I was never an Obama basher. I voted for him in 2008. In 2012, I used the same Reagan yardstick. The country was most definitely better off than it was in 2008. I did not feel I was, so after a bit of grappling I decided to go for Romney knowing it was going for a losing effort.

     I remember Obama’s first inauguration. It was a really cold January day. I am not in the habit of watching the inaugurations live. But this was an historic day for the country. Imagine this country electing a half white half black, who everyone just calls black, President. It was nothing any European country has ever done. So I tuned into the NPR coverage of the inauguration. Yes, I listened to it on the radio as I was off to Newell Rubbermaid’s offices in Oak Brook to sign my termination papers and review my severance etc. It all kind of tied in together in my little mind.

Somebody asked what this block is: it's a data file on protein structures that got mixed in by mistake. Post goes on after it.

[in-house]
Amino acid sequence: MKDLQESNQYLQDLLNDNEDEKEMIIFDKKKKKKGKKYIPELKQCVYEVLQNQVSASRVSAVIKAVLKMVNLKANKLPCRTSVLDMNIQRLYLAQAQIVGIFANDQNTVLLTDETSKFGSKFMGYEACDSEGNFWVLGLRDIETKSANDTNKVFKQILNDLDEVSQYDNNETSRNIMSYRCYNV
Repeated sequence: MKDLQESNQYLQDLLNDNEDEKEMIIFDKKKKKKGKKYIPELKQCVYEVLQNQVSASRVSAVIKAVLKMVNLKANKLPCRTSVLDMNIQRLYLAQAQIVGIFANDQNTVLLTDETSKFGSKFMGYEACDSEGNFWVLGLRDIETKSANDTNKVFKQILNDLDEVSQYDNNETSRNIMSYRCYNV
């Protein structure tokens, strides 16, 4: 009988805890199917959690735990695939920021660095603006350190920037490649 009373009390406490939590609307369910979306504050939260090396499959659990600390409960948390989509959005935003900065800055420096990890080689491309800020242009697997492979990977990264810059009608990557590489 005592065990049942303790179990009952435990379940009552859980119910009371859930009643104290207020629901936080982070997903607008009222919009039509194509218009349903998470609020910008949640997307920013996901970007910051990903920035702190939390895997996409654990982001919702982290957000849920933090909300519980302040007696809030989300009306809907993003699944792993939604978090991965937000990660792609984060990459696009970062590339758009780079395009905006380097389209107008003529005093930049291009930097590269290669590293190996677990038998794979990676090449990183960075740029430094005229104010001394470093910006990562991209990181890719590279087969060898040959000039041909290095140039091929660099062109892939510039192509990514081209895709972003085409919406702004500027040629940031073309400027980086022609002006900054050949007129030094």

President Trump: It is now the night before the inauguration.
     Like it or not, Donald Trump will be the 45th Presdient of the United States.
     I did not vote for Trump. I did not vote for Clinton either. I was dismayed that this great country this was the best we had to offer.
     I did vote. Yes… I did vote for Al Leppo. People say I wasted my vote. Maybe. But, there was no way Hilary Clinton was going to lose the State of Illinois. I could have voted for Donald Duck for all the difference it would have made.
     I am not a huge Hilary fan. I could not vote for her. Neither could I vote for Trump given the bombastic things he said and did during the campaign. I could only justify voting for one as it was a vote against the other. Forget it. I voted for the Libertarian.